Pneumatic conveying applications are critical to many facilities – when you can’t move material you can’t make or sell your product. Because of a historical lack of availability of specialized rental blowers and air compressors for pneumatic conveying, plants often either accepted the production outage or rented a more readily available two-stage, oil-free rotary screw air compressor designed for 90 to 150 psig plant air service that is very inefficient at the reduced pressures needed for pneumatic conveying.
In open end pipe line suspension flow, or dilute phase pneumatic conveying, proper particle velocity is critical to continuing productivity and product quality. Until recently, measurement of actual particle velocity within the pipe has not been practical outside the laboratory. The plant operating personnel depend on a much less accurate metric - estimating the conveying air velocity in the pipe and relating that to particle velocity.
This article reviews two common pneumatic conveying system types and the importance for each operating plant to know their design and operating parameters particularly conveying air flow velocity and particle velocity profile.
During the summer season, vegetables tend to deteriorate quickly once harvested from the field—or during postharvest stage of the cold chain. In traditional cold chain systems, vegetables are put into a chilled cooler for preservation, a process that requires approximately 12 hours for the product to achieve proper temperature. In some instances, as much as 25 percent of food product in the chilled cooler will decay before arriving at a proper storage area. Fortunately, there is a process for improving the effectiveness of the postharvest stage—vacuum cooling.
Formaldehyde is an organic compound that can adopt several different forms. It can be used in solution form as formalin, as a free gas, or in a solid form as paraformaldehyde prills. Formaldehyde is highly toxic to humans, regardless of the method of intake. At room temperature it is a colorless gas characterized by a pungent odor. Even with very short-term exposure, formaldehyde will cause irritation to the eyes including pain, redness, blurred vision followed by sneezing, soreness, coughing, shortness of breath, headaches and nausea. Exposure to elevated levels can lead to accumulation of fluid in the lungs (pulmonary edema).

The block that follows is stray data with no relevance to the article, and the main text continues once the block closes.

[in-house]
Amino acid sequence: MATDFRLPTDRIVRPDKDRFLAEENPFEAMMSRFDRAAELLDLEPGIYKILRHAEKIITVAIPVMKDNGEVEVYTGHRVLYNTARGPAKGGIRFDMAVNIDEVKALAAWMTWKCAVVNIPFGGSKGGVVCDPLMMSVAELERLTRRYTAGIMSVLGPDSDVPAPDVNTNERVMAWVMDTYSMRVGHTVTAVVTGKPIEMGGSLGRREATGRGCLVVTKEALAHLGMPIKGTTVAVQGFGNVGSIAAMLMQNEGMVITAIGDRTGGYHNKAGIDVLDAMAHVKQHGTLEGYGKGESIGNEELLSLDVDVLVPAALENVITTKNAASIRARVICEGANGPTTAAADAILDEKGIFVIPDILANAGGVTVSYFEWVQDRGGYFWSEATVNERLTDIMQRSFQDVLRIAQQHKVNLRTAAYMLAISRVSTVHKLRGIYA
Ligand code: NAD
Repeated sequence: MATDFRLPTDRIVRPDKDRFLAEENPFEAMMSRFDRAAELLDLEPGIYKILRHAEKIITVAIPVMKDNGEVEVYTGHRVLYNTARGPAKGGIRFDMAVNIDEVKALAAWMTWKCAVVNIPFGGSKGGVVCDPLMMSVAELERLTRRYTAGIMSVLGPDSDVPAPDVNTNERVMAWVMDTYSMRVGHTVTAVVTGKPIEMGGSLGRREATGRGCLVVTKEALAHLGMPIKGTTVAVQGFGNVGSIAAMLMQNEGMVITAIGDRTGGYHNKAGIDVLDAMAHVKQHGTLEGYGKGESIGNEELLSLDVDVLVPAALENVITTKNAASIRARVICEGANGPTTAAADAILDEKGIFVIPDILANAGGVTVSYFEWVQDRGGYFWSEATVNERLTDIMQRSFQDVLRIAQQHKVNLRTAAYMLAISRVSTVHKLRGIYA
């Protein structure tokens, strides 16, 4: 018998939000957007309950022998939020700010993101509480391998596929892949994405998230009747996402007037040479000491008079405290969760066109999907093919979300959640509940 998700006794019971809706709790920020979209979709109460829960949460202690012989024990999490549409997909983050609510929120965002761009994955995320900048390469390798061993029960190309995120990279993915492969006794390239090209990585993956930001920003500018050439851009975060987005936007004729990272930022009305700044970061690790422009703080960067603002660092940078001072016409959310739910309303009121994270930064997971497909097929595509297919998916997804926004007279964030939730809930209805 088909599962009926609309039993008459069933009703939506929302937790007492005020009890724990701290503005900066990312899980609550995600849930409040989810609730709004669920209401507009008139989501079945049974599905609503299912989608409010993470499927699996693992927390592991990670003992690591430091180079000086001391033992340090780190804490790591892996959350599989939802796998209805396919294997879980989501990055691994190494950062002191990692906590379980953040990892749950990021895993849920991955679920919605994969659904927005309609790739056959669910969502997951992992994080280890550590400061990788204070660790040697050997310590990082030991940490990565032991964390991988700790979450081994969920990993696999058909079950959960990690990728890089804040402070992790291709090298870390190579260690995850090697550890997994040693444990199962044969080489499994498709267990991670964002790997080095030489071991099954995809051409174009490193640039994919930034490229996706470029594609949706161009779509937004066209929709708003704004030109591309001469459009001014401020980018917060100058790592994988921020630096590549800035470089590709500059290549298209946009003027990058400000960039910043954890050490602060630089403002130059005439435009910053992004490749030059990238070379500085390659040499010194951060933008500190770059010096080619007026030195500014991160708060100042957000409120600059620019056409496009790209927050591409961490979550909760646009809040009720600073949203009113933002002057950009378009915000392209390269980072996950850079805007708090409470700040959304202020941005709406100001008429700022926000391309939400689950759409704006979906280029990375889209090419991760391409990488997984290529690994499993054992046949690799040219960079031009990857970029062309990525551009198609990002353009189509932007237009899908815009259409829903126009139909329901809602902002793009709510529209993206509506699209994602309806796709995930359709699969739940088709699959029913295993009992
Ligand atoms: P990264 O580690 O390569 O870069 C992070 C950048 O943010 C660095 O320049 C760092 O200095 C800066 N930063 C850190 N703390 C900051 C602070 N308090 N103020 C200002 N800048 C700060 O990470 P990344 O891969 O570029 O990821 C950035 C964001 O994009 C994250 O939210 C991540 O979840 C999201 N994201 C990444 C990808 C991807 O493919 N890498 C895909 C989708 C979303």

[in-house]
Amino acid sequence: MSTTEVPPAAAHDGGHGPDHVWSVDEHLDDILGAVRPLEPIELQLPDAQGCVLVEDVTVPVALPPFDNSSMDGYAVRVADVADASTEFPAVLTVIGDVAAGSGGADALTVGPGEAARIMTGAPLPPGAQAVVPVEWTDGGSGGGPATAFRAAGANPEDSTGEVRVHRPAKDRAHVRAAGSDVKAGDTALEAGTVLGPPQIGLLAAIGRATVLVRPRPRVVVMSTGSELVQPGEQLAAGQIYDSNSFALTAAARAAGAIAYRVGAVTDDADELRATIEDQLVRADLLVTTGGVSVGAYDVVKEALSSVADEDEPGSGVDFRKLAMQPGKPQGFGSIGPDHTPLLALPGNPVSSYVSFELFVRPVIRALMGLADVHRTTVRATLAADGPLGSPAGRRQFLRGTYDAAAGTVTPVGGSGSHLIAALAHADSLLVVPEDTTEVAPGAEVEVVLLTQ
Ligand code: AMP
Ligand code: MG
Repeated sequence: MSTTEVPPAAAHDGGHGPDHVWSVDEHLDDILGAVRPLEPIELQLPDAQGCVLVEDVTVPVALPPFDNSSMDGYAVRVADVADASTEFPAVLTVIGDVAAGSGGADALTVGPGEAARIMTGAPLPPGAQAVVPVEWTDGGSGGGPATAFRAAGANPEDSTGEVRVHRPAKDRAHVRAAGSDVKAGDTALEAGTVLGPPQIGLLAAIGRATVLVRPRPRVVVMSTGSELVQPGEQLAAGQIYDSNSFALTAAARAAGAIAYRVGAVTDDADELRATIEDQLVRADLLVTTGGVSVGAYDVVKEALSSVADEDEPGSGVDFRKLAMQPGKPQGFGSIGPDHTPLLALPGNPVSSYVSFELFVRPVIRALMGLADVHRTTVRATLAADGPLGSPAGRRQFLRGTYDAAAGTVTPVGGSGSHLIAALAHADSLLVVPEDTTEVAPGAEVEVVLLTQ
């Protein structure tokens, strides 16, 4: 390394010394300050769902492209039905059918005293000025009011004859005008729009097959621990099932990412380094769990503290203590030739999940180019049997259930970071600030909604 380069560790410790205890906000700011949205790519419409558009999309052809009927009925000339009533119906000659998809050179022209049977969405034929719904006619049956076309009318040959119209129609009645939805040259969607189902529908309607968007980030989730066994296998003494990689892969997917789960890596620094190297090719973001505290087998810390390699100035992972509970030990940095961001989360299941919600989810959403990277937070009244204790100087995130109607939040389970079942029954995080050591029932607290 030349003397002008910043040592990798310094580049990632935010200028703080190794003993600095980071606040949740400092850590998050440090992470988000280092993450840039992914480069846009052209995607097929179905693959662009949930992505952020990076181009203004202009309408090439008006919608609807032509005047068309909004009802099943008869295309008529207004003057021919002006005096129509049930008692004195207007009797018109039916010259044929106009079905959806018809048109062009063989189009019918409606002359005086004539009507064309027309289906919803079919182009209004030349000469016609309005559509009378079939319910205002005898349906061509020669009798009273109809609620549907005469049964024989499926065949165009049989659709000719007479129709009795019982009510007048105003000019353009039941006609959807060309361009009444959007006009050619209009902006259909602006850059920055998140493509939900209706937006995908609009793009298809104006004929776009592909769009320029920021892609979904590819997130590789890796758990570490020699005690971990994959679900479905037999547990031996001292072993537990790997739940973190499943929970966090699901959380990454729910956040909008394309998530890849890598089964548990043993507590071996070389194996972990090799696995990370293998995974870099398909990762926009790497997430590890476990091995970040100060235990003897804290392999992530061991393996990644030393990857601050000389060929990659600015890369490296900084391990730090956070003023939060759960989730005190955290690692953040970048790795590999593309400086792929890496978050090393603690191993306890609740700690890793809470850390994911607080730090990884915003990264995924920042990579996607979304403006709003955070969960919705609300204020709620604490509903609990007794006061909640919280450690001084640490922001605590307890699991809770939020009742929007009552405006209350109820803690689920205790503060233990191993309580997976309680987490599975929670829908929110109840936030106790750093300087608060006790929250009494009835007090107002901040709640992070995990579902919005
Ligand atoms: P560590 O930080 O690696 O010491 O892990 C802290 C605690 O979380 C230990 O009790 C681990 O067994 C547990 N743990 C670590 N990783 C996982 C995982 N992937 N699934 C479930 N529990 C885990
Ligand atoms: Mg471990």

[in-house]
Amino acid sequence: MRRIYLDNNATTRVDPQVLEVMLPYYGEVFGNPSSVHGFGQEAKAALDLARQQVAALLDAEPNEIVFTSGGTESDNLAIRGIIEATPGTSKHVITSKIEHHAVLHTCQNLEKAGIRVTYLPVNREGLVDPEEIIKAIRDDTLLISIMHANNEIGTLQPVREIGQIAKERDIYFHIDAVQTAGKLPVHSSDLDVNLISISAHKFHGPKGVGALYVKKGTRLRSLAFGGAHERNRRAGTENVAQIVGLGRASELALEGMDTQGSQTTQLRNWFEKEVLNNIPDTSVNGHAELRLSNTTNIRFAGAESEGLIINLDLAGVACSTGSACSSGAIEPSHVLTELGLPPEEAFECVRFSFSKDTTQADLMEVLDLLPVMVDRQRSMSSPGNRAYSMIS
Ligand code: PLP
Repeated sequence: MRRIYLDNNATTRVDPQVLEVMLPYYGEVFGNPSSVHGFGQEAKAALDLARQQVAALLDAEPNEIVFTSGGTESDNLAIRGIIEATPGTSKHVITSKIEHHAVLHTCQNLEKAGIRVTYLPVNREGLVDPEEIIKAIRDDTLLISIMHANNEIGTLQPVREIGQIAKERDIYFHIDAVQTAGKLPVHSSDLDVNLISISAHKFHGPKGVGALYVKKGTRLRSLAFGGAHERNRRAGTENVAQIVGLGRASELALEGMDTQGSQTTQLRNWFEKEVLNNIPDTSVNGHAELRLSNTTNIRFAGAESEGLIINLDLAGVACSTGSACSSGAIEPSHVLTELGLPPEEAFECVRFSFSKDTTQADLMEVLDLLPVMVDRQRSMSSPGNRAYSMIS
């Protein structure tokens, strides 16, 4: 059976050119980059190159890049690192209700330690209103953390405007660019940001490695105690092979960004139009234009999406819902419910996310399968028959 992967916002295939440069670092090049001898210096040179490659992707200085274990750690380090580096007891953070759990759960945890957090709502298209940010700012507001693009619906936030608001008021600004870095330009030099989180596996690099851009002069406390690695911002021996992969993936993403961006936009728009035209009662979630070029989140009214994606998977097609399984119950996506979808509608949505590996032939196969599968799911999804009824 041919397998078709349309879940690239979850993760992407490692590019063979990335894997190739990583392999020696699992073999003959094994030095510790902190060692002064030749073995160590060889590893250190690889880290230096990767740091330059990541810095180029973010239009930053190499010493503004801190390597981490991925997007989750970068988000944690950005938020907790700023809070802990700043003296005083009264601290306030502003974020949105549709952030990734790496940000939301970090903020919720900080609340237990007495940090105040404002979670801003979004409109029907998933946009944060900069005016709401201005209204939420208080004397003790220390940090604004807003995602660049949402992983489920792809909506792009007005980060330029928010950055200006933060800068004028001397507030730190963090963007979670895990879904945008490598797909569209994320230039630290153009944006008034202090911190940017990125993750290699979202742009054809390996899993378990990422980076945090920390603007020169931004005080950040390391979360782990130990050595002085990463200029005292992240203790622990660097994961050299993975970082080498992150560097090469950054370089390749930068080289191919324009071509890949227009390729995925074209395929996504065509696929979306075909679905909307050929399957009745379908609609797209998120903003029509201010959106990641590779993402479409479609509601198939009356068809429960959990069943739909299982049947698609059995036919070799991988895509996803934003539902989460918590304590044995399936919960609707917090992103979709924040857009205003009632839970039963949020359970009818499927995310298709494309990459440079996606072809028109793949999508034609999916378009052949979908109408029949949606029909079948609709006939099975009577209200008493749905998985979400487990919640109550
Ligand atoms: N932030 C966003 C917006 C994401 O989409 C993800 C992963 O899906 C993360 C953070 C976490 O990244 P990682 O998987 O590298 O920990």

It’s one thing to move materials during the production process, but when it’s a finished product on the packaging line, choosing the right material handling system is essential. Getting it wrong results in squandered production time when product loss occurs, and wasted raw materials.
Nutriom sets the bar high when it comes to producing its premium quality natural powdered egg products Ova Easy® and Egg Crystals®, that are sold at outdoor retailers such as REI, and online merchants such as Amazon.com; so, when the screw conveyor in their FSIS USDA facility required regular unexpected attention, Leonardo Etcheto, Plant Manager at the Lacey, WA facility knew it was time to look for a better solution.
The plant air system consists of eight, single-stage, lubricated, Sullair rotary screw compressors. All units are in good working order. Units 2, 3, 4 and 7 are water-cooled and units 6, 8, 9, 10 and 11 are air-cooled. The main plant air system has two primary compressed air dryers, a Thompson Gordon model TG 2000 refrigerated dryer, and a Sullair model SAR 1350 heatless desiccant dryer. Both units are working according to their design. The TG 2000 uses approximately 11.2 kW and is a non-cycling type unit, and the SAR 1350 uses approximately 200 cfm of purge air to regenerate the wet tower.
In thermal power stations, nuclear plants, and chemical and industrial plants, different types of bulk materials are used. The materials exist in different forms including lump, powder, granules, chips, and pallets. These bulk materials, in their different forms, require efficient and reliable material handling systems.
In many manufacturing operations, a very significant compressed air use is pneumatic conveying of many types of materials such as cement, fly ash, starch, sugar, salt, sand, plastic pellets, oats, feeds, etc. Often these are systems that use high-pressure air (100 psig class) reduced to lower pressures (15 psig, 45 psig). This creates an air savings opportunity.
A compressed air system assessment saved this building materials manufacturer over $518,000 per year in energy costs, with a simple ROI of 11 months.